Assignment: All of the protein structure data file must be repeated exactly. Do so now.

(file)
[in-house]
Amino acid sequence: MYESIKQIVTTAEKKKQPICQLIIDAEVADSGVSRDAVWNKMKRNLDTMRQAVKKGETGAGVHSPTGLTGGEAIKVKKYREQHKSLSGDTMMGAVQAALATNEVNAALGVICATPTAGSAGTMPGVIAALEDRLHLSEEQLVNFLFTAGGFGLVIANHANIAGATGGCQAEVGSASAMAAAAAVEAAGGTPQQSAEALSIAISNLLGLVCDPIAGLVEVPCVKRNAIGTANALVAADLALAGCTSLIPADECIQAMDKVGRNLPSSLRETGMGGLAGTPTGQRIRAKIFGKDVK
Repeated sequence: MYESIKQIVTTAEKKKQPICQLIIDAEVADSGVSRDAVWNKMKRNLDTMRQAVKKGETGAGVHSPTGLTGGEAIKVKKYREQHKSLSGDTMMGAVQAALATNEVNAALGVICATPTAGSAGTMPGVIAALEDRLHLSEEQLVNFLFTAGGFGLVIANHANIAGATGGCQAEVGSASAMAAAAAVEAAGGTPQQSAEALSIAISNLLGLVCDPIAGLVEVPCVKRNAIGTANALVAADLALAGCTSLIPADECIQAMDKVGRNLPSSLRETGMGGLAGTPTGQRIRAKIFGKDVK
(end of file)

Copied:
[in-house]
Amino acid sequence: MYESIKQIVTTAEKKKQPICQLIIDAEVADSGVSRDAVWNKMKRNLDTMRQAVKKGETGAGVHSPTGLTGGEAIKVKKYREQHKSLSGDTMMGAVQAALATNEVNAALGVICATPTAGSAGTMPGVIAALEDRLHLSEEQLVNFLFTAGGFGLVIANHANIAGATGGCQAEVGSASAMAAAAAVEAAGGTPQQSAEALSIAISNLLGLVCDPIAGLVEVPCVKRNAIGTANALVAADLALAGCTSLIPADECIQAMDKVGRNLPSSLRETGMGGLAGTPTGQRIRAKIFGKDVK
Repeated sequence: MYESIKQIVTTAEKKKQPICQLIIDAEVADSGVSRDAVWNKMKRNLDTMRQAVKKGETGAGVHSPTGLTGGEAIKVKKYREQHKSLSGDTMMGAVQAALATNEVNAALGVICATPTAGSAGTMPGVIAALEDRLHLSEEQLVNFLFTAGGFGLVIANHANIAGATGGCQAEVGSASAMAAAAAVEAAGGTPQQSAEALSIAISNLLGLVCDPIAGLVEVPCVKRNAIGTANALVAADLALAGCTSLIPADECIQAMDKVGRNLPSSLRETGMGGLAGTPTGQRIRAKIFGKDVK